2009-2010 Legislative Session

Assembly Bill 792/Senate Bill 447 – False Claims

Allows private parties to file lawsuits on behalf of the state alleging that a person knowingly presented a false claim and deceived the state for the purpse of getting a false claim paid. See WCJC’s written testimony.

Assembly Bill 480/Senate Bill 319 – Gender-based Acts

AB 480 creates a new civil cause of action for a person who suffers physical, emotional or economic harm as a result of a gender-based act. See WCJC’s written testimony.

Assembly Bill 453 – Reviver Statute for Child Abuse Claims

AB 453 would provide a three-year reviver window for plaintiffs to file childhood sexual abuse claims, regardless of the previous expiration of the statute of limitations. The bill also would eliminate the applicable statute of limitations prospectively.

Key Documents

WCJC Testimony in Opposition to AB 453

ATRA Testimony in Opposition to AB 453

State Proposals to Eliminate Statutes of Limitations (and Do So Retroactively) in Child Sexual Abuse Cases – Talking Points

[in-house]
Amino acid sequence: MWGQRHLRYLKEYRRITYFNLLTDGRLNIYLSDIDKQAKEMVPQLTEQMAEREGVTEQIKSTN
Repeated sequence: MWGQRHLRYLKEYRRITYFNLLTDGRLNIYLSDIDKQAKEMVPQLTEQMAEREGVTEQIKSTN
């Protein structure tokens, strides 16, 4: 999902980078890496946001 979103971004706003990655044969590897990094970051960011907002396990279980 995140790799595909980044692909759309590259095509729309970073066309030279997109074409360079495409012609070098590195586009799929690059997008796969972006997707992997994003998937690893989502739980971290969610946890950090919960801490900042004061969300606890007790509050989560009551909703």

Assembly Bill 291/Senate Bill 203 – Loss of Society and Companionship in Medical Malpractice Cases

AB 291 and SB 203 add a new section (Wisconsin Statutes § 655.018) allowing adult children to recover for damages for the loss of society and companionship “against the person who committed the medical malpractice.” The bill also would allow a parent of an adult child to recover damages against the person who committed medical malpractice. The bill also amends Wis. Stat. § 655.007 by adding the words “adult or minor” child.

Key Documents

WCJC Memo to Senate – Opposition to SB 203, Jan. 19, 2010

Wisconsin Civil Justice Council Written Testimony in Opposition to SB 203/AB 291

Wisconsin Medical Society Written Testiomony in Opposition to SB 203/AB 291

Assembly Bill 367 – Prohibiting the Use of Credit Histories for Employment Purposes